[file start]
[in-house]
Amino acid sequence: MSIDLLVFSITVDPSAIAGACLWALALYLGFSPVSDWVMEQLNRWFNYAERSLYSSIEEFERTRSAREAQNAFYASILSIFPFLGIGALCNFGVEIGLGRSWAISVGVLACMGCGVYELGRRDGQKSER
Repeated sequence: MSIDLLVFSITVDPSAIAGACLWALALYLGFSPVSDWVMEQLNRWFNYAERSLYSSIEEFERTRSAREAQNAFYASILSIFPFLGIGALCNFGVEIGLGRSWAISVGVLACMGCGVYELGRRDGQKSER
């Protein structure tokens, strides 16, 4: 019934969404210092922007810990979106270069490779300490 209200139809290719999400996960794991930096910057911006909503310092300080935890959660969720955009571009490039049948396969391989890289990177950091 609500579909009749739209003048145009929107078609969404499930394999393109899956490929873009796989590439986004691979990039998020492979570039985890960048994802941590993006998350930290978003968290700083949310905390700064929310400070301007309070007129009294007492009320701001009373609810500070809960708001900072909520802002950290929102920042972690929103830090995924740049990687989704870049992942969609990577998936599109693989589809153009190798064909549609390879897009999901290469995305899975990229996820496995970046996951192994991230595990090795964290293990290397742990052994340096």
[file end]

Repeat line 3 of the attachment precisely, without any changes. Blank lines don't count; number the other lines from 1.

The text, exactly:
Repeated sequence: MSIDLLVFSITVDPSAIAGACLWALALYLGFSPVSDWVMEQLNRWFNYAERSLYSSIEEFERTRSAREAQNAFYASILSIFPFLGIGALCNFGVEIGLGRSWAISVGVLACMGCGVYELGRRDGQKSER